For now, the Xbox Music service will be limited to only devices running Microsoft's new Windows 8 and Windows Phone 8 platforms, as well as the Xbox 360 game console. A hands-on preview of Xbox Music was published on Monday by Gizmodo.
While the basic, free service offers unlimited streaming to Windows 8 tablets and PCs, customers who pay a $10-per-month subscription can also download songs, and stream to their Xbox game console as well as Windows Phone 8 handsets. It's a business model similar to Spotify, which offers free ad-supported streaming to desktops, while only subscribers can stream to their mobile device.
The basic free service is currently scheduled to last six months, but author Kyle Wagner noted that period could be extended, depending on what kind of deal Microsoft can reach with music publishers.
"For local music files that you add to your library, Xbox Music sort of works like Google Play Music, with a bit of iTunes Match thrown in," Wagner wrote. "It uses a 'scan and match' process to see if you've uploaded tracks that it has on file, and if it finds a match, you'll be able to stream it from the cloud, even if it's not available over XBM's streaming service."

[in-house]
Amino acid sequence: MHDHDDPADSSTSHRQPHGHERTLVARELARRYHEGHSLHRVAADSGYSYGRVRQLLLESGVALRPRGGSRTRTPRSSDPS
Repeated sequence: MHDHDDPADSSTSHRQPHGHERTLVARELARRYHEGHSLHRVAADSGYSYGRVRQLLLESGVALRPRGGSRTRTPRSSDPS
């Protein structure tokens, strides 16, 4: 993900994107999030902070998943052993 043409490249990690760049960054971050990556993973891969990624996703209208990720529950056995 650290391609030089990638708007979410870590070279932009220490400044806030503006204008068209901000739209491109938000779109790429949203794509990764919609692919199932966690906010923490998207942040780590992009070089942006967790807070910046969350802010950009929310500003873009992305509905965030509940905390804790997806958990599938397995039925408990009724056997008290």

Xbox Music, via Gizmodo.
Tracks that aren't matched up locally can be manually added to a Windows Phone. However, streaming of un-matched tracks is not yet available ? a feature that's already available through iTunes Match and Google Play.
Xbox Music will be the default music player for Windows 8, and the free mode is activated by default if users have set up Windows with a Live account and credit card. One click will agree to the free trial of Xbox Music.
Xbox Music will debut on the Xbox 360 game console Tuesday, while the public will be able to get their hands on Windows 8 when it launches on Oct. 26.
Microsoft's new music streaming service comes as Apple is said to be in talks with music providers to provide its own Internet radio service. Apple is said to be looking to license music to allow users to build a custom radio service similar to Pandora.
However, Apple's plans for an Internet radio service have reportedly been held up in those negotiations. Specifically, talks were said to have hit a "last-minute snag" with Sony/ATV, the world's largest music publisher.
The new radio service from Apple is expected to focus on virtual stations to play music on a Web browser or through dedicated applications on iOS devices. Advertisements from Apple's iAd platform are expected to be incorporated into the service in exchange for free user access.